a. To show that the out-of-court reports accurately conveyed information about those past injuries, the reports would be hearsay, since that use depends on their information being true.
b. To show that the manufacturer had received information that a reasonable manufacturer would investigate, the reports are not hearsay since that use does not require that the reports have contained accurate information; it only requires that there is a showing that the manufacturer actually did receive the reports.
3. Example: Same analysis applies where a person's motivation for committing a crime is at stake: if that person sought to establish that he was acting in response to a threat, testimony that someone once said to him, "Commit this crime or I'll kill you," would be admissible.
a. It would be significant in the trial b/c of the effect those out-of-court words allegedly had on the person charged w/ the crime, not b/c of the truth or falsity of the details of the threat.
This is never regarded as attempted to convey information

ii. Most conduct is "nonassertive," intended to accomplish something but not to convey information.
1. However, nonassertive conduct may still indicate what a person thinks about a subject
iii. Example: the way non-communicative action can be relevant at a trial is illustrated by an effort to prove that a ship was seaworthy by introducing testimony that an experienced ship captain examined it and then sailed it.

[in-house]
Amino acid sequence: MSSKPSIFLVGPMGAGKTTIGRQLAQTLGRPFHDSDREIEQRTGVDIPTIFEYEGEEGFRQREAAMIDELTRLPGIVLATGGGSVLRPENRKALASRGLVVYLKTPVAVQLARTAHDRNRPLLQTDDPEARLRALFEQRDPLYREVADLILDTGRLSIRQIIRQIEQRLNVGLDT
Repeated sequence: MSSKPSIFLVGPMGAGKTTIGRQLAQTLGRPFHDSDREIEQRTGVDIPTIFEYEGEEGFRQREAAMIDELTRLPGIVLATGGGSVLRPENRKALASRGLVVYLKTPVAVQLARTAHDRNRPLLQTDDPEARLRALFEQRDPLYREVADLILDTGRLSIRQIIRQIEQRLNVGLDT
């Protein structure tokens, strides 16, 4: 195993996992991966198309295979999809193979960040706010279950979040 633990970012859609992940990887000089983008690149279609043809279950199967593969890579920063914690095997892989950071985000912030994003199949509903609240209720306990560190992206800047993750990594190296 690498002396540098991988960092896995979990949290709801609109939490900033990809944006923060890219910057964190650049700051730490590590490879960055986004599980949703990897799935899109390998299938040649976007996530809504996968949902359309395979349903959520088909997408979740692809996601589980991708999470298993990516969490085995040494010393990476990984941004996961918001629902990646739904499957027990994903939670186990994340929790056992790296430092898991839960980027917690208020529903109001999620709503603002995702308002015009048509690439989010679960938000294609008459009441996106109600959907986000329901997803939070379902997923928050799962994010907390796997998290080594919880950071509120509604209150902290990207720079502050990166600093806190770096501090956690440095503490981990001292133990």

1. Would the report of that captain's actions be hearsay? Under the Federal Rules, the answer is no b/c the captain was intending to take a trip on a ship rather than make an assertion - the conduct can be described w/o any hearsay concerns
2. In jurisdictions that apply a broader definition of hearsay, testimony describing what the captain did would be called hearsay b/c in order to be relevant it must be treated as an expression of what the captain believed to be true about the ship
iv. Federal Rules call it hearsay for a witness to testify that the captain once said, "This is a fine ship," but they allow a witness to say that he or she saw the captain examine the ship and then sail on it.
1. This is b/c sailing on a ship is nonassertive conduct, conduct meant to accomplish something but not to effect a communication or make an assertion
v. Drafters of federal rules believed that the risk of insincerity in statements by an out-of-court speaker is greater than the risk of insincerity in the actions of an out-of-court actor.